Takashi Murakami goes back to the very beginnings of Japanese sake

Takashi Murakami creates two limited edition bottle designs for the pure Junmai Daiginjo Sake.

Takashi Murakami × NEXT5  sake bottles 2016-2luxury3

Takashi Murakami × NEXT5 is a brewing collaboration between famed artist Takashi Murakami and Akita brewers in Japan. The project saw the creation a fresh sake that goes back to the very beginnings of Japanese sake.

Kimoto-zukuri – a method of making sake using kimoto yeast – is the starting point for sake first established in the late Edo Period, and is currently attracting increasing attention in the Japanese brewing industry. The sake project involving Takashi Murakami and NEXT5 goes even further back from that, to try and use brewing methods from the earliest years of the Edo Period.

NEXT5 is a joint brewing unit making sake aimed at the next generation in Akita. These five professional brewers are joining their knowledge and skills together, to learn from the past and create a new sake for the future.

As Murakami puts it, “The NEXT5 are going back to question the very nature of what sake is when they create sake. If we go far back enough into the history of sake, we find culture coming from China. We want to grasp this thread and weave it into a fresh form.” Because this is made using materials specifically from Akita with the maximum attention to detail, only a limited number will be on sale.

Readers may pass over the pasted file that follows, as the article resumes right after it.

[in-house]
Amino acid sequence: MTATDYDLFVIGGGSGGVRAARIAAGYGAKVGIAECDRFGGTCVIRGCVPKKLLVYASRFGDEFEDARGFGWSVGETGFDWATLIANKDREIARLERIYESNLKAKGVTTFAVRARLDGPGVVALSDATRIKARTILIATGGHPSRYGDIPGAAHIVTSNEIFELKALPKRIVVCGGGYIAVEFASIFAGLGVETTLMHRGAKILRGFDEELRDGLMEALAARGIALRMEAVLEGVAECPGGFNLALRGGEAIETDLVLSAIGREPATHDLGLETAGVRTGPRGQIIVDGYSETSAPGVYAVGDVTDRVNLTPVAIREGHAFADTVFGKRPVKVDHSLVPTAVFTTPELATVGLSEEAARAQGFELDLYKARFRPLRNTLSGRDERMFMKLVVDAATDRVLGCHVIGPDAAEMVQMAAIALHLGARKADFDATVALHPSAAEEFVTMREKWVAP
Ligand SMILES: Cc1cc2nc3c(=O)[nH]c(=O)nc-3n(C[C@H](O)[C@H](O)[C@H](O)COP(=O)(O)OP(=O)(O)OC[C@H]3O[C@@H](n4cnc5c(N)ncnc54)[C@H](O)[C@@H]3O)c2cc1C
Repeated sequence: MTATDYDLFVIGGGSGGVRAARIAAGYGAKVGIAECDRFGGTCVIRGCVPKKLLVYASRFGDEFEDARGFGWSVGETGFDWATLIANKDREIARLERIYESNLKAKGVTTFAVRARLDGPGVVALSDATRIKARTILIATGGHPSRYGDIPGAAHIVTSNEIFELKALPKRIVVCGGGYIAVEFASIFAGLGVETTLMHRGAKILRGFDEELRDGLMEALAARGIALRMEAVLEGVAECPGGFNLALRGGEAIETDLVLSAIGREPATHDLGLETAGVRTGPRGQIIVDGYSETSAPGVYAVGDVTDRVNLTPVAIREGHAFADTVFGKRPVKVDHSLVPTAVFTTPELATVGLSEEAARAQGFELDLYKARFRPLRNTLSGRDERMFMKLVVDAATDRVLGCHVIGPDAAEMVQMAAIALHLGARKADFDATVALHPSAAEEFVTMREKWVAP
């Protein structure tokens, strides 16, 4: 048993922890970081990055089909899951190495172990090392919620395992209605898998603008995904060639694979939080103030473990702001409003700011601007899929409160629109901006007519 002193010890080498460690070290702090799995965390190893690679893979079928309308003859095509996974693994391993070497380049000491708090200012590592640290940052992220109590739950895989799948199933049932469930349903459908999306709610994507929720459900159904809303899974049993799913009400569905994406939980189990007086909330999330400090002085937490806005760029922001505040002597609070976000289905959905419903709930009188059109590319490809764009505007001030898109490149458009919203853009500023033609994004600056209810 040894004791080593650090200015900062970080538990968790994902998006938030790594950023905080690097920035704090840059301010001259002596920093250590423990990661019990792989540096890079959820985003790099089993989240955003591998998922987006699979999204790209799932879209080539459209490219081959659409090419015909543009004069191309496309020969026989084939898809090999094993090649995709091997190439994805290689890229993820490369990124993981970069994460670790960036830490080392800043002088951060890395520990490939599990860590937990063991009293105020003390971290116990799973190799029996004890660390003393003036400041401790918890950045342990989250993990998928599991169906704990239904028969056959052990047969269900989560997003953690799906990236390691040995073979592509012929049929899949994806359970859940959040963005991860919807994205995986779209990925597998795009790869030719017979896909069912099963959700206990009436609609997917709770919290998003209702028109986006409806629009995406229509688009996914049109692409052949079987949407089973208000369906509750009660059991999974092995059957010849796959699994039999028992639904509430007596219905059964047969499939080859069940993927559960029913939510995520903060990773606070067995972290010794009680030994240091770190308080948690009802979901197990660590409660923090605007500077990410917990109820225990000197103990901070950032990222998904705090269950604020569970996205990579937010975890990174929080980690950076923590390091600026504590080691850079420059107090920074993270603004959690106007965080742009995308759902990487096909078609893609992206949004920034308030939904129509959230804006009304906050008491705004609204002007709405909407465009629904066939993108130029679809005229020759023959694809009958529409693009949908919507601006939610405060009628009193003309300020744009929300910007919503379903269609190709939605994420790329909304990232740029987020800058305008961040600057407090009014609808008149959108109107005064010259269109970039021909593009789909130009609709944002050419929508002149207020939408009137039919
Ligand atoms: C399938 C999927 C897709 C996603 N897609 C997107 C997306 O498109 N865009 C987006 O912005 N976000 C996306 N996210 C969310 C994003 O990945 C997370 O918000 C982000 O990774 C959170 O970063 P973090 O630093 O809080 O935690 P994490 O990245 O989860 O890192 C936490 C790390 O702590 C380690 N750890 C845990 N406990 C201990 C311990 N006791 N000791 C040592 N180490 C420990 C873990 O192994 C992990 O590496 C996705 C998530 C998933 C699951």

The collaboration is available in two versions. Takashi Murakami created an original colorful bottle (Limited brew of 5,000: 3,500 yen (tax not included) and an original ceramic gold relief/ white relief/ gosu porcelain bottle (870ml).

Takashi Murakami × NEXT5 is a brewing collaboration between famed artsit Takashi Takashi Murakami × NEXT5  sake bottles 2016 - Takashi Murakami  photo Takashi Murakami × NEXT5  sake bottles 2016 - the Kagamiwari ceremony
Four Key Features of Takashi Murakami x NEXT5

1. Kimoto-zukuri brewing

The sake collaboration between Takashi Murakami and the NEXT5 uses a brewing method based on sake yeast from the Edo Period. Rice, yeast and water are placed in a bag, then massaged a few times a day to let the yeast enzymes slowly dissolve the rice.

2. Sake rice
Two types of rice polished to 45% are used. Yamada-nishiki was chosen for the rice malt. Tadahiko Kobayashi of Akita Brewery, a noted expert in the yeasts essential to brewing sake, used the Kojimai Futakoji method, where the yeast is grown under scrupulous care in wooden boxes. This method is only used for ginjoshu, the highest class of sake. Sakekomachi, an original type of rice grown in Akita and especially developed for the climate in this region, is usedfor the fermentation. It has a graceful flavor with a light aftertaste.

3. Brewing water
For the brewing water, which has a powerful impact on the final taste of sake (which is after all composed of 80% water), naturally softened water is used. Naoyuki Kuribayashi of Kuribayashi Brewery supplies the brewing water used in Harukasumi. It has a light, subtle palate.

4. Yeast
Under the concept of an homage to the nature of Akita, the yeast used is Akita Yeast No. 12, a brew-friendly aromatic type. It has the scent of bananas and a refreshing bite to it.

Takashi Murakami × NEXT5 Takashi Murakami × NEXT5  sake bottles 2016 - launching  Takashi Murakami × NEXT5  sake bottles 2016

Takashi Murakami × NEXT5  sake bottles 2016-limited edition